‘King Richard III’ by William Shakespeare: A Review

 

Author: William Shakespeare
Genre: Play, Drama, Tragedy
First Written: approx 1591
Pages: 227 (Cambridge School edition with script on one page and summary on opposite page with summaries after each act)

Once again, I am relying on Sparknotes to assist me in the summary:

After a long civil war between the royal family of York and the royal family of Lancaster, England enjoys a period of peace under King Edward IV and the victorious Yorks. But Edward’s younger brother, Richard, resents Edward’s power and the happiness of those around him. Malicious, power-hungry, and bitter about his physical deformity, Richard begins to aspire secretly to the throne—and decides to kill anyone he has to in order to become king.

Using his intelligence and his skills of deception and political manipulation, Richard begins his campaign for the throne. He manipulates a noblewoman, Lady Anne, into marrying him—even though she knows that he murdered her first husband. He has his own older brother, Clarence, executed, and shifts the burden of guilt onto his sick older brother King Edward in order to accelerate Edward’s illness and death. After King Edward dies, Richard becomes lord protector of England—the figure in charge until the elder of Edward’s two sons grows up.

Next Richard kills the court noblemen who are loyal to the princes, most notably Lord Hastings, the lord chamberlain of England. He then has the boys’ relatives on their mother’s side—the powerful kinsmen of Edward’s wife, Queen Elizabeth—arrested and executed. With Elizabeth and the princes now unprotected, Richard has his political allies, particularly his right-hand man, Lord Buckingham, campaign to have Richard crowned king. Richard then imprisons the young princes in the Tower and, in his bloodiest move yet, sends hired murderers to kill both children.

By this time, Richard’s reign of terror has caused the common people of England to fear and loathe him, and he has alienated nearly all the noblemen of the court—even the power-hungry Buckingham. When rumors begin to circulate about a challenger to the throne who is gathering forces in France, noblemen defect in droves to join his forces. The challenger is the earl of Richmond, a descendant of a secondary arm of the Lancaster family, and England is ready to welcome him.

Richard, in the meantime, tries to consolidate his power. He has his wife, Queen Anne, murdered, so that he can marry young Elizabeth, the daughter of the former Queen Elizabeth and the dead King Edward. Though young Elizabeth is his niece, the alliance would secure his claim to the throne. Nevertheless, Richard has begun to lose control of events, and Queen Elizabeth manages to forestall him. Meanwhile, she secretly promises to marry young Elizabeth to Richmond.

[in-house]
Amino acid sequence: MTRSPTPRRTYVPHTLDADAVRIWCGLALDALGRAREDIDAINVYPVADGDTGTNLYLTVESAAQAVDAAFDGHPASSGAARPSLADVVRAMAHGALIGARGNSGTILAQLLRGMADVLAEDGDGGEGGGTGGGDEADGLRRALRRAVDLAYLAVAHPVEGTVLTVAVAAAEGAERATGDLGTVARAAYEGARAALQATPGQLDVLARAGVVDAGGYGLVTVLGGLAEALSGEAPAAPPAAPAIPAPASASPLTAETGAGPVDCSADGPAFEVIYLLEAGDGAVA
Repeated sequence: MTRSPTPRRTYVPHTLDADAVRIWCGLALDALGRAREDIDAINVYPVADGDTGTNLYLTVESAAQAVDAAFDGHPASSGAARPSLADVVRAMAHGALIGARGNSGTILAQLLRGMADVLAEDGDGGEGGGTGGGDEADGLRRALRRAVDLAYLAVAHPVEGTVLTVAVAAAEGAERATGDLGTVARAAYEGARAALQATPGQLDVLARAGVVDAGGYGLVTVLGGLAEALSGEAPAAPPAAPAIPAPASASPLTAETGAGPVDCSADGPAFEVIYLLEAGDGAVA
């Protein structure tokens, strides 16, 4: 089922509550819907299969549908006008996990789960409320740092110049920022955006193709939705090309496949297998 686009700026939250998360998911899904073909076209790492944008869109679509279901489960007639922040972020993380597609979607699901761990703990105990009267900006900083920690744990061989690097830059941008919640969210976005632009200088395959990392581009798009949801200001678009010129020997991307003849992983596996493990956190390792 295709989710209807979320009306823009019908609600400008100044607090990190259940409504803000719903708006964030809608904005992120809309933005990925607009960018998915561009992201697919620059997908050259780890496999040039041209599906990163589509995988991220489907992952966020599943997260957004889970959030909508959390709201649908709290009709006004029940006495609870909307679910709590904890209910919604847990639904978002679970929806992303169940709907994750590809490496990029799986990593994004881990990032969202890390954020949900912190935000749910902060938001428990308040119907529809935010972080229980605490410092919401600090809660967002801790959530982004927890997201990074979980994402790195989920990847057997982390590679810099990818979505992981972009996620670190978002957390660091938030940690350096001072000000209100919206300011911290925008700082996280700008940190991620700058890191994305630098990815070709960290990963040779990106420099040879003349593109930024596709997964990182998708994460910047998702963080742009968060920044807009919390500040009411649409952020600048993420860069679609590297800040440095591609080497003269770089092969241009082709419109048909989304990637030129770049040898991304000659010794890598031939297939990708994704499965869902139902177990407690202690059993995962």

Richmond finally invades England. The night before the battle that will decide everything, Richard has a terrible dream in which the ghosts of all the people he has murdered appear and curse him, telling him that he will die the next day. In the battle on the following morning, Richard is killed, and Richmond is crowned King Henry VII. Promising a new era of peace for England, the new king is betrothed to young Elizabeth in order to unite the warring houses of Lancaster and York. Available: http://www.sparknotes.com/shakespeare/richardiii/summary.html

Even though I read a lot of Shakespeare and I usually enjoy it, this play went completely over my head! It has a lot of characters compared to his other plays, and it is very difficult to keep track of the relationships between characters – particularly as sons are named after their fathers/grandfathers etc. making it almost impossible to understand which character was which.

I also got completely lost in the plot. Richards schemes of murder and persuasion are that complex that I couldn’t keep track of who he was murdering or why. In a similar way, I completely lost track of who was classed as a ‘goodie’ and who were ‘baddies’ as everyone appeared to be deceiving each other – and me in the process!

This definitely isn’t a play that I would recommend reading, although I would like to see it performed to see if it was easier to follow!

Favourite Quotes: CLARENCE: Oh, do not slander him, for he is kind. FIRST MURDERER: Right, as snow in harvest. (Act 1, Scene 4, Lines 230-1)

RICHARD: Say I will love her everlastingly.
ELIZABETH: But how long shall that title last?
RICHARD: Sweetly in force unto her life’s end.
ELIZABETH: But how long fairly shall her sweet life last?
RICHARD: As long as heaven and nature lengthens it.
ELIZABETH: As long as hell and Richard likes of it. (Act 4, Scene 4, Lines 353-58)

Rating: 2/10

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